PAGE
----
MOST of the readers live where cold weather and snow come regularly with the winter, but in "sunny Texas" these are quite unusual, and of course a sleigh-ride is a rare treat. During the first two weeks of January, the present season, however, the cold was really severe, and three or four inches of snow fell, and remained on the ground for several days.

This was an opportunity not to be slighted, and the streets of the cities were alive with sleighs, most of them prepared expressly for the occasion, dry goods boxes on runners, rude board sleds, etc., filled with well-dressed people, all intent on having a grand sleigh-ride. Not to be behind the rest, a party of four, including the writer, started one afternoon for a ride to a neighboring city, a distance of ten miles. 

The box of a large double buggy had been placed on runners for our use, and we were well provided with robes and all fixtures except sleigh-bells.

It was a lovely day; not a cloud marred the beauty of the bright blue sky, and the newly-fallen snow sparkled in the sunlight. 

We set off in high spirits, anticipating a delightful ride, but soon found what threatened to be a serious drawback to our happiness. The axles of the buggy projected far over the runners, and as our road lay mostly through the woods, these axles were constantly catching in the roots and stumps of trees, or burying themselves in the sandbanks. Several times the driver was obliged to pry our vehicle off with a rail from the fence; and finally these disasters became so frequent that he put a stout pole into the buggy, and took it along with US.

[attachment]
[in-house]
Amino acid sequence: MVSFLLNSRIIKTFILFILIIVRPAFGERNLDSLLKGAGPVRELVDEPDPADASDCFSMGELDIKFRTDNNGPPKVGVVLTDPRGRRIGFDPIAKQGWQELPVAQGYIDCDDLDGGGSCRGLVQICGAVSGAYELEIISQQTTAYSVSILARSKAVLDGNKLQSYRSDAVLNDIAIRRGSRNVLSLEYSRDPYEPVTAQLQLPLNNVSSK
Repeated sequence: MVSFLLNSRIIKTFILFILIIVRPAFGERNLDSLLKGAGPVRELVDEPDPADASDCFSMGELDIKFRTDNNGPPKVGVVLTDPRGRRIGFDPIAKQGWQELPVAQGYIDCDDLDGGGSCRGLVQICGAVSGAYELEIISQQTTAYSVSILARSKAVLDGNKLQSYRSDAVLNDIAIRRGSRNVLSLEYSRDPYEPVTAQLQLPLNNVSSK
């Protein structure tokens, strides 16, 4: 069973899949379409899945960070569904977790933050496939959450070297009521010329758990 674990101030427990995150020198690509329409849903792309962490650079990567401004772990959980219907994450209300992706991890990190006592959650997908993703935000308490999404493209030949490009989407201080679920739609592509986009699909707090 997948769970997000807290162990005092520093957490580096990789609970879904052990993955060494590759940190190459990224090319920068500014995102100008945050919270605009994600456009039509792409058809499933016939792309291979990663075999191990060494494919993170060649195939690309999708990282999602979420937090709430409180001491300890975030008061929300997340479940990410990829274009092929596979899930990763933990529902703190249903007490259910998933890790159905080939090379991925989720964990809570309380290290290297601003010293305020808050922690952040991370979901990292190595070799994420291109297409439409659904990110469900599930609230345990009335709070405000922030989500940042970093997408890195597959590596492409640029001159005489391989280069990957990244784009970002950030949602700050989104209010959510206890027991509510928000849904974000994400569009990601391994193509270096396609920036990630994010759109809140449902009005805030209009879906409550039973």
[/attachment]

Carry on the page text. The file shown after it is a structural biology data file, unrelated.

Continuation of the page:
We passed two or three emigrant wagons drawn up in the woods by the roadside. The occupants had built a fire on the snow, and were warming themselves as best they could. We also passed several tents, occupied by families. Having ourselves found it difficult to keep comfortable in a plastered house, we wondered how they could endure the cold, with the mercury (as it had been) down to zero.

The people do not expect such cold weather, and they make no preparation for it. Many wondering glances were cast upon the large fur coat worn by one of our; party. An old Negro stared at it some time, in silent amazement, and then turned away, exclaiming,  I d-e-c-l-a-r-e, that's 'diclous!’

Probably he had never seen one before. We started for home about dark, and just before we reached the woods the full moon showed her bright face in the east.

But if it was difficult to make our way in the daytime, we found it much more so at night, even with the light of the moon. 

One of the gentlemen walked before the horses nearly all the way, to pilot us, yet every now and then we would hear the cry, "We're aground!" and sometimes the united effort of two men not being sufficient to start our craft, we were all obliged to get out in the snow. But we had light hearts, and enjoyed even our mishaps, and at last reached home in safety, feeling that we should not soon forget our first sleigh ride in Texas. 

M. A. D.